30 Minutes to Flee
Sister Dusty sheds light on the plight of fellow Dominicans in Iraq
Thirty minutes. What would you gather if given 30 minutes to leave your home and city of residence? The Dominican Sisters of St. Catherine of Mosul, Iraq were given three alternatives by the Islamist terrorist group ISIS: convert to Islam, leave immediately or be killed.
Shortly after hearing this ultimatum last August, the sisters began the 10-hour journey by foot to Kurdistan because ISIS was coming. And because the extremist group has quarantined the area by placing landmines around the entire vicinity, the sisters do not think they will be able to safely return to their motherhouse for 20 to 30 years.
This was not the first time they have had to flee. Sister Durstyne (Dusty) Farnan, OP, the former vocations director for the Adrian Dominicans in the Diocese of Lansing, went to visit these sisters earlier this year on a trip of solidarity and explains that, in 2008, the sisters moved north from Mosul to Qaraqosh to begin the process of building a new motherhouse for their congregation of 130 women.
And then in June of 2014, Sister Dusty says, “They were asked to leave because Qaraqosh was no longer safe. For three days, they stayed away and things settled down, so they returned. But the ultimatum came down on Aug. 6, and these sisters and all Christians of Qaraqosh began their long journey. And it wasn’t just Christians being forced out, but anyone who wasn’t Islamic or Islamic enough. When the sisters left, they left everything, including home furnishings, teaching materials, liturgical materials, as well as historical treasures of the area and their order.”
Upon their arrival in Kurdistan, language was the first barrier the exiled Dominicans encountered. The sisters spoke Aramaic, and were now in a land where people spoke only Kurdish. Housing was the next great need. The sisters had purchased an orphanage several years ago that was able to house a few of them, and 15 mobile housing units were purchased and placed around the grounds, enabling 37 sisters to live on this compound. The other sisters found housing in three convents in the city of Dehouk.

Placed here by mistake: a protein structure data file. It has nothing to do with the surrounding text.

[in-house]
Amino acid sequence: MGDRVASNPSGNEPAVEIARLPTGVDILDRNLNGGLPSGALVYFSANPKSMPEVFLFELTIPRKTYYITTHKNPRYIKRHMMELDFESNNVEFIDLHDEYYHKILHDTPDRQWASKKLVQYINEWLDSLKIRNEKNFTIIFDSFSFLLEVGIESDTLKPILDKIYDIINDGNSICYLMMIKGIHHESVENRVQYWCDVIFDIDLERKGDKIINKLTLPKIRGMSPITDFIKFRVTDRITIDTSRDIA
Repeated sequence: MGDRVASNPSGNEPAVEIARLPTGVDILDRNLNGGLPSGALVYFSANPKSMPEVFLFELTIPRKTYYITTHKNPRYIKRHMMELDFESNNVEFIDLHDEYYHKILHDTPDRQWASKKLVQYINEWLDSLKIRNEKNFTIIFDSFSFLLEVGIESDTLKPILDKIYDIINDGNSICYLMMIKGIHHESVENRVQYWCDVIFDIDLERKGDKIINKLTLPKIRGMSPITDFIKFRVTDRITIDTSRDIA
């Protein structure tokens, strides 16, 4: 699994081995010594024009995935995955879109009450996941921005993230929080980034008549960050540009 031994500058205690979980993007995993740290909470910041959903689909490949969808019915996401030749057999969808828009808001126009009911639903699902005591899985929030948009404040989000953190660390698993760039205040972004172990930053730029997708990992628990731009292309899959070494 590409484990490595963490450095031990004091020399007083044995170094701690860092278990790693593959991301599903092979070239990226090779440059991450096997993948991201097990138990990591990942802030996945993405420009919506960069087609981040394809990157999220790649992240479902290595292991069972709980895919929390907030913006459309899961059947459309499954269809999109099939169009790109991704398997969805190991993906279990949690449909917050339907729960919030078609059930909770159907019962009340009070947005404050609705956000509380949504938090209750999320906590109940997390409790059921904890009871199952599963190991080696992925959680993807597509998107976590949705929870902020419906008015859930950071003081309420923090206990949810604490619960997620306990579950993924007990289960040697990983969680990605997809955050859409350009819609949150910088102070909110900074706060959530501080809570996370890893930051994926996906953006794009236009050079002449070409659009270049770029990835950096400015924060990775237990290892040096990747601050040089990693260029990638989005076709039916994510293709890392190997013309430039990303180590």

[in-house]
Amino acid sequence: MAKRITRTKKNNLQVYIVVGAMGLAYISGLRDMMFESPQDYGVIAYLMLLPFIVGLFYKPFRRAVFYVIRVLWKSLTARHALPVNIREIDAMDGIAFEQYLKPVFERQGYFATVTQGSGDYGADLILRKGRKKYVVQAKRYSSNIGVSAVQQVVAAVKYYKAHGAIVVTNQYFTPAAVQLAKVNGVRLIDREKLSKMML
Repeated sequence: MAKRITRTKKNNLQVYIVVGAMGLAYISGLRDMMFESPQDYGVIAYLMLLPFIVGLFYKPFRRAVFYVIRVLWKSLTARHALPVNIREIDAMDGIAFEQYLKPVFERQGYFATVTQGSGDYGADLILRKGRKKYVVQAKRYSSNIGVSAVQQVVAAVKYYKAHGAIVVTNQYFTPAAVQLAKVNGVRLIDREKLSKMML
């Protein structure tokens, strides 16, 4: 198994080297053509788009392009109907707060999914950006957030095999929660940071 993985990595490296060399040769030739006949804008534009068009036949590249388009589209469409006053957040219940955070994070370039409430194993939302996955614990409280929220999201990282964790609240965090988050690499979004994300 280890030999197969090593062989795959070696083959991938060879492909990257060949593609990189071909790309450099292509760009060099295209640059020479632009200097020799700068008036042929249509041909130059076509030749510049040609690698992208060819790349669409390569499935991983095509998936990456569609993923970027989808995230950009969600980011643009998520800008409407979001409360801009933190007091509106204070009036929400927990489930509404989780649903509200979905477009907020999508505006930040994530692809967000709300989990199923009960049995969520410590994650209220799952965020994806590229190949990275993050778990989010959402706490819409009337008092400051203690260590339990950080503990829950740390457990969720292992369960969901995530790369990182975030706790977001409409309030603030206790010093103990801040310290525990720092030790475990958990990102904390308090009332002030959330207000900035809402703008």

Sister Dusty was accompanied by two other Dominican delegates, one from Illinois and one from New York, on her trip to Kurdistan this past January. She explains, “Our purpose in going was to see the situation of the displaced Christians, be with our sisters in solidarity, witness how the sisters are responding to the needs of the displaced and to remind them they are not alone.
“When we first arrived, my immediate reaction was joy to see the Dominican Sisters of St. Catherine of Mosul. I had known several of them because they studied and lived with us in Adrian, but finally got to meet so many others. My next reaction was terrible sadness as they took us around to see what was happening and how people had to live.”
The three American Dominicans visited the shelters their Mosul counterparts serve. Each week, the Iraqi sisters travel to the various camps in Erbil to dispense vouchers that provide for food, medicine and clothing for the displaced Christians. The Church has purchased mobile housing units, and provides rent for displaced people to live in unused retail space. The sisters contribute by providing direct assistance or by contacting others to provide help.